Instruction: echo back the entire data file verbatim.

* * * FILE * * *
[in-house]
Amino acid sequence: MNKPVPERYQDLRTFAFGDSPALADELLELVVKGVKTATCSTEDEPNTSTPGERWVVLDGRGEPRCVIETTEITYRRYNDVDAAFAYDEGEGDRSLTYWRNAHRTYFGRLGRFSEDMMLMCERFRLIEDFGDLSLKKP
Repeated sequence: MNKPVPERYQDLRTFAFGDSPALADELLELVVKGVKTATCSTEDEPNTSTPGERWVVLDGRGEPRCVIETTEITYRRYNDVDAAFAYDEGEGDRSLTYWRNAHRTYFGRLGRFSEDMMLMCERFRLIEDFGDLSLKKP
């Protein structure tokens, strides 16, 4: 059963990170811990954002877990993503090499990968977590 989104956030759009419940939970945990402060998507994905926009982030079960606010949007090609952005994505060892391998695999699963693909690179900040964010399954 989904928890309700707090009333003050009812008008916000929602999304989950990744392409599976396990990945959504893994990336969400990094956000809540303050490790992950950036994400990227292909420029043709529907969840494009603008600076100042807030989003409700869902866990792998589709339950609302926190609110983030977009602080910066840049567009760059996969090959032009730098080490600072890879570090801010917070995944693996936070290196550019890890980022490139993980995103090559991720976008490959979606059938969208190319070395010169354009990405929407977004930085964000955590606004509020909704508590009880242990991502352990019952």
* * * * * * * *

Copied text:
[in-house]
Amino acid sequence: MNKPVPERYQDLRTFAFGDSPALADELLELVVKGVKTATCSTEDEPNTSTPGERWVVLDGRGEPRCVIETTEITYRRYNDVDAAFAYDEGEGDRSLTYWRNAHRTYFGRLGRFSEDMMLMCERFRLIEDFGDLSLKKP
Repeated sequence: MNKPVPERYQDLRTFAFGDSPALADELLELVVKGVKTATCSTEDEPNTSTPGERWVVLDGRGEPRCVIETTEITYRRYNDVDAAFAYDEGEGDRSLTYWRNAHRTYFGRLGRFSEDMMLMCERFRLIEDFGDLSLKKP
């Protein structure tokens, strides 16, 4: 059963990170811990954002877990993503090499990968977590 989104956030759009419940939970945990402060998507994905926009982030079960606010949007090609952005994505060892391998695999699963693909690179900040964010399954 989904928890309700707090009333003050009812008008916000929602999304989950990744392409599976396990990945959504893994990336969400990094956000809540303050490790992950950036994400990227292909420029043709529907969840494009603008600076100042807030989003409700869902866990792998589709339950609302926190609110983030977009602080910066840049567009760059996969090959032009730098080490600072890879570090801010917070995944693996936070290196550019890890980022490139993980995103090559991720976008490959979606059938969208190319070395010169354009990405929407977004930085964000955590606004509020909704508590009880242990991502352990019952």